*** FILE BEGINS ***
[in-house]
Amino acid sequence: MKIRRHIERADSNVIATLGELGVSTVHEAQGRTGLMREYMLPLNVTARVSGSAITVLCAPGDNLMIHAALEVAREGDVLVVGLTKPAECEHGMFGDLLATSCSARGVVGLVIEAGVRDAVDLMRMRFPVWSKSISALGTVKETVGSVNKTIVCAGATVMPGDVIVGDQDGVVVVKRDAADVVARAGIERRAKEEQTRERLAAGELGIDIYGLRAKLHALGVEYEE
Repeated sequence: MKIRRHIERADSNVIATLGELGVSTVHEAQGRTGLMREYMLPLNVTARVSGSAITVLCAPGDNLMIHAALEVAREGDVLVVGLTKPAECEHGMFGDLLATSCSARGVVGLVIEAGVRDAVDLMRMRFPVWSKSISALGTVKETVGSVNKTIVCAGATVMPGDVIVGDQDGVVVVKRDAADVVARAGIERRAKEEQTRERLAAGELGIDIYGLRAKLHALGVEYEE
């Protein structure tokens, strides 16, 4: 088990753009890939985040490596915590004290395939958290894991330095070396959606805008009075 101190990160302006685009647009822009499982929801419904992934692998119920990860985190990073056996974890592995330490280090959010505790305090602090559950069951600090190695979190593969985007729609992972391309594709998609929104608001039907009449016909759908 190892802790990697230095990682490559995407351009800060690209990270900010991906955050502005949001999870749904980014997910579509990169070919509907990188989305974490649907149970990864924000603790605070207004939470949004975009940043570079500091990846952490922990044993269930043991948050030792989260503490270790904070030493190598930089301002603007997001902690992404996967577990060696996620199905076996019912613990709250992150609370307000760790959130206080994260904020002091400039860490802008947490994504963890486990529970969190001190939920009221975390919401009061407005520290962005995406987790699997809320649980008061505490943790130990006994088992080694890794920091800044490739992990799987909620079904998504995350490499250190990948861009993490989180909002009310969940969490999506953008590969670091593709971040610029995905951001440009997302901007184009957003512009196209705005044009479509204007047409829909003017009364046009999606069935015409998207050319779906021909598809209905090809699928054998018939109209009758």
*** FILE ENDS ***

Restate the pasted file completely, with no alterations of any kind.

[in-house]
Amino acid sequence: MKIRRHIERADSNVIATLGELGVSTVHEAQGRTGLMREYMLPLNVTARVSGSAITVLCAPGDNLMIHAALEVAREGDVLVVGLTKPAECEHGMFGDLLATSCSARGVVGLVIEAGVRDAVDLMRMRFPVWSKSISALGTVKETVGSVNKTIVCAGATVMPGDVIVGDQDGVVVVKRDAADVVARAGIERRAKEEQTRERLAAGELGIDIYGLRAKLHALGVEYEE
Repeated sequence: MKIRRHIERADSNVIATLGELGVSTVHEAQGRTGLMREYMLPLNVTARVSGSAITVLCAPGDNLMIHAALEVAREGDVLVVGLTKPAECEHGMFGDLLATSCSARGVVGLVIEAGVRDAVDLMRMRFPVWSKSISALGTVKETVGSVNKTIVCAGATVMPGDVIVGDQDGVVVVKRDAADVVARAGIERRAKEEQTRERLAAGELGIDIYGLRAKLHALGVEYEE
């Protein structure tokens, strides 16, 4: 088990753009890939985040490596915590004290395939958290894991330095070396959606805008009075 101190990160302006685009647009822009499982929801419904992934692998119920990860985190990073056996974890592995330490280090959010505790305090602090559950069951600090190695979190593969985007729609992972391309594709998609929104608001039907009449016909759908 190892802790990697230095990682490559995407351009800060690209990270900010991906955050502005949001999870749904980014997910579509990169070919509907990188989305974490649907149970990864924000603790605070207004939470949004975009940043570079500091990846952490922990044993269930043991948050030792989260503490270790904070030493190598930089301002603007997001902690992404996967577990060696996620199905076996019912613990709250992150609370307000760790959130206080994260904020002091400039860490802008947490994504963890486990529970969190001190939920009221975390919401009061407005520290962005995406987790699997809320649980008061505490943790130990006994088992080694890794920091800044490739992990799987909620079904998504995350490499250190990948861009993490989180909002009310969940969490999506953008590969670091593709971040610029995905951001440009997302901007184009957003512009196209705005044009479509204007047409829909003017009364046009999606069935015409998207050319779906021909598809209905090809699928054998018939109209009758």